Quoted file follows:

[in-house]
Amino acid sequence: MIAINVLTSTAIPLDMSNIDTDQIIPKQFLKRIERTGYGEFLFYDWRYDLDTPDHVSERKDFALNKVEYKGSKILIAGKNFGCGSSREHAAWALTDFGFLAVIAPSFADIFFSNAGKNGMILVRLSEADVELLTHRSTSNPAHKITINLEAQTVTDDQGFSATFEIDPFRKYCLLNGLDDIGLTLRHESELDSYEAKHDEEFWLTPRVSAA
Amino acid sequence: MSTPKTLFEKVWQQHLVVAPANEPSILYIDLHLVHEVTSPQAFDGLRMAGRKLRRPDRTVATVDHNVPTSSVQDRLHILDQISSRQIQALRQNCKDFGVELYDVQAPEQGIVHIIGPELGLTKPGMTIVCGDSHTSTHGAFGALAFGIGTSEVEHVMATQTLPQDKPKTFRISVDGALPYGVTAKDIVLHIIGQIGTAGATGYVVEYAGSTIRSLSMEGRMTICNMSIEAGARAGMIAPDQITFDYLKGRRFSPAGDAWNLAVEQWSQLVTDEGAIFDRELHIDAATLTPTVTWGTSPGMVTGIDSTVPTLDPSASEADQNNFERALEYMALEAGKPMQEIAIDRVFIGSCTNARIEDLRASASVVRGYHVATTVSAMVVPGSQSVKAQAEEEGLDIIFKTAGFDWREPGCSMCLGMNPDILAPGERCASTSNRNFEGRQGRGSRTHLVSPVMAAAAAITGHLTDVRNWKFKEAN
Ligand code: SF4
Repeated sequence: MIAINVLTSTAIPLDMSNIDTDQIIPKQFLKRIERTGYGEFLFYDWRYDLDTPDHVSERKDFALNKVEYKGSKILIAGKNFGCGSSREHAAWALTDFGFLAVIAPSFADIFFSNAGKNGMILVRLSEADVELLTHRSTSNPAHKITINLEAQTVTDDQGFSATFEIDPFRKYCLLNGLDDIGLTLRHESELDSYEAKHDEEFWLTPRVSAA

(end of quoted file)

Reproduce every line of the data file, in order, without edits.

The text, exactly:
[in-house]
Amino acid sequence: MIAINVLTSTAIPLDMSNIDTDQIIPKQFLKRIERTGYGEFLFYDWRYDLDTPDHVSERKDFALNKVEYKGSKILIAGKNFGCGSSREHAAWALTDFGFLAVIAPSFADIFFSNAGKNGMILVRLSEADVELLTHRSTSNPAHKITINLEAQTVTDDQGFSATFEIDPFRKYCLLNGLDDIGLTLRHESELDSYEAKHDEEFWLTPRVSAA
Amino acid sequence: MSTPKTLFEKVWQQHLVVAPANEPSILYIDLHLVHEVTSPQAFDGLRMAGRKLRRPDRTVATVDHNVPTSSVQDRLHILDQISSRQIQALRQNCKDFGVELYDVQAPEQGIVHIIGPELGLTKPGMTIVCGDSHTSTHGAFGALAFGIGTSEVEHVMATQTLPQDKPKTFRISVDGALPYGVTAKDIVLHIIGQIGTAGATGYVVEYAGSTIRSLSMEGRMTICNMSIEAGARAGMIAPDQITFDYLKGRRFSPAGDAWNLAVEQWSQLVTDEGAIFDRELHIDAATLTPTVTWGTSPGMVTGIDSTVPTLDPSASEADQNNFERALEYMALEAGKPMQEIAIDRVFIGSCTNARIEDLRASASVVRGYHVATTVSAMVVPGSQSVKAQAEEEGLDIIFKTAGFDWREPGCSMCLGMNPDILAPGERCASTSNRNFEGRQGRGSRTHLVSPVMAAAAAITGHLTDVRNWKFKEAN
Ligand code: SF4
Repeated sequence: MIAINVLTSTAIPLDMSNIDTDQIIPKQFLKRIERTGYGEFLFYDWRYDLDTPDHVSERKDFALNKVEYKGSKILIAGKNFGCGSSREHAAWALTDFGFLAVIAPSFADIFFSNAGKNGMILVRLSEADVELLTHRSTSNPAHKITINLEAQTVTDDQGFSATFEIDPFRKYCLLNGLDDIGLTLRHESELDSYEAKHDEEFWLTPRVSAA